By giving the health care law's advocates a 5-4 victory, siding with a liberal majority and writing the decision himself, Chief Justice John Roberts, analysts agree, is embracing the "umpire" role he said he'd take on during his confirmation hearings.
"Chief Justice Roberts' vote saved the [Affordable Care Act]," SCOTUS Blog summed up. "Wow. So Kennedy voted with conservatives, Roberts with liberals. Umpire, indeed," Washington Post's Ezra Klein tweeted.
So far, court watchers are settling around the idea that this signals a new sense of the Roberts Court as one led by a cautious Chief Justice, a guy ruled less by partisan ideology than his critics once thought. Meanwhile, his decision to justify the individual mandate as a tax, not a power granted Congress under its ability to regulate interstate commerce -- which his four compadres in the majority disagreed with -- makes it difficult to know how the ruling will affect Congress's future ability to regulate issues of national importance.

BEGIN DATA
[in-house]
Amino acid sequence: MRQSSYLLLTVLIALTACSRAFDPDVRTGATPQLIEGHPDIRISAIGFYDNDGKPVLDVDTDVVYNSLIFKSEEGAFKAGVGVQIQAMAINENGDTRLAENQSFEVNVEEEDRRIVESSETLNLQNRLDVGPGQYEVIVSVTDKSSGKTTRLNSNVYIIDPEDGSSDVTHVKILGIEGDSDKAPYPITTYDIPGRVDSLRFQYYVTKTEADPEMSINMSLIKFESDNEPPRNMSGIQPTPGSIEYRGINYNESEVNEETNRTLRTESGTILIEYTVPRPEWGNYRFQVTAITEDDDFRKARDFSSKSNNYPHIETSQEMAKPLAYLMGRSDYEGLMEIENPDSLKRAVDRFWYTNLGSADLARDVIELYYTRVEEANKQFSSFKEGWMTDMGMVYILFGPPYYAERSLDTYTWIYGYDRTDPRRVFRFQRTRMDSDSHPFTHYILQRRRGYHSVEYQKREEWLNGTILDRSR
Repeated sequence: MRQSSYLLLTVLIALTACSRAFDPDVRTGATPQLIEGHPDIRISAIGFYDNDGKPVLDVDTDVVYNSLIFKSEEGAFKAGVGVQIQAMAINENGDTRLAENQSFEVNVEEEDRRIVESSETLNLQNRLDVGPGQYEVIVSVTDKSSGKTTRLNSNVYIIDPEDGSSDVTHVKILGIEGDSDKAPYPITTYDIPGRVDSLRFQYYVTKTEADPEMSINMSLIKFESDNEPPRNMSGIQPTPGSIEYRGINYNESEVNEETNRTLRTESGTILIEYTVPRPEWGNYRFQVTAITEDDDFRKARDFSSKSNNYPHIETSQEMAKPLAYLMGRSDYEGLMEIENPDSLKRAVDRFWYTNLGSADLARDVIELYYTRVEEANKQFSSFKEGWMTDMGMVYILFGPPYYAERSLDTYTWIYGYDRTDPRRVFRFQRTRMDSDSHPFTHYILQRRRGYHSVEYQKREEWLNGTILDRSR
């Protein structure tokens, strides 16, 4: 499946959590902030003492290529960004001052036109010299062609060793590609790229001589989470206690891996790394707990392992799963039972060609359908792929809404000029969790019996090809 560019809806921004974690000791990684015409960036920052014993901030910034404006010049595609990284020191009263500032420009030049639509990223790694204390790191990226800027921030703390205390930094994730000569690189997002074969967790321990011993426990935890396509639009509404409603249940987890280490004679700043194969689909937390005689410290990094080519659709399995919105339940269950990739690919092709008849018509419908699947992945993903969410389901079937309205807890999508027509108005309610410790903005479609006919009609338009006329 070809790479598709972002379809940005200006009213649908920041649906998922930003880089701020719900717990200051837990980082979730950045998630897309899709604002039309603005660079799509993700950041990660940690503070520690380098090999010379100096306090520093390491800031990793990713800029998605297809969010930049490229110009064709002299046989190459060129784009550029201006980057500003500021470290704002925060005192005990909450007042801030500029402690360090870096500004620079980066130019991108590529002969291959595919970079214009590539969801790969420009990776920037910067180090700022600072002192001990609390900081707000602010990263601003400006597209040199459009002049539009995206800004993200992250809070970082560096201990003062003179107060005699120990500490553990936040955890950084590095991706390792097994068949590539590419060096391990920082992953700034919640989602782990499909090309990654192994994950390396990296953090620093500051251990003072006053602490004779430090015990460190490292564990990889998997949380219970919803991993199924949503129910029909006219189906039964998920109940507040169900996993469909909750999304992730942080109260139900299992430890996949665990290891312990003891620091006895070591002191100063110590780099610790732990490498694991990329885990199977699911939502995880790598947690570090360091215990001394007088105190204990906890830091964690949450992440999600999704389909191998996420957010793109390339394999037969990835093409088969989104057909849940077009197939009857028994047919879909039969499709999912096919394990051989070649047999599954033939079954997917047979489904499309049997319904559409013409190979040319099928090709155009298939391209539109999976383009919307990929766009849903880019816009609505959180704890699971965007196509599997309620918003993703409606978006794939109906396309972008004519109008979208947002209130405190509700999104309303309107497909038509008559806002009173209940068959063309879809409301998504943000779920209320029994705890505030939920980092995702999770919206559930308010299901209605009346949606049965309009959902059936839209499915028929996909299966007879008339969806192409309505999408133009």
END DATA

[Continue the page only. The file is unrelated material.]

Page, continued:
The decision is major, analysts say, not just because it's so politically volatile, but because it gives us our best insight into the philosophy of a Court that's likely to stick around for a long time. "Chief Justice Roberts is just 57, and he will probably lead the Supreme Court for an additional two decades or more," wrote The New York Times's Adam Liptak in March. "But clashes like the one over the health care law come around only a few times in a century, and he may well complete his service without encountering another case posing such fundamental questions about the structure of American government."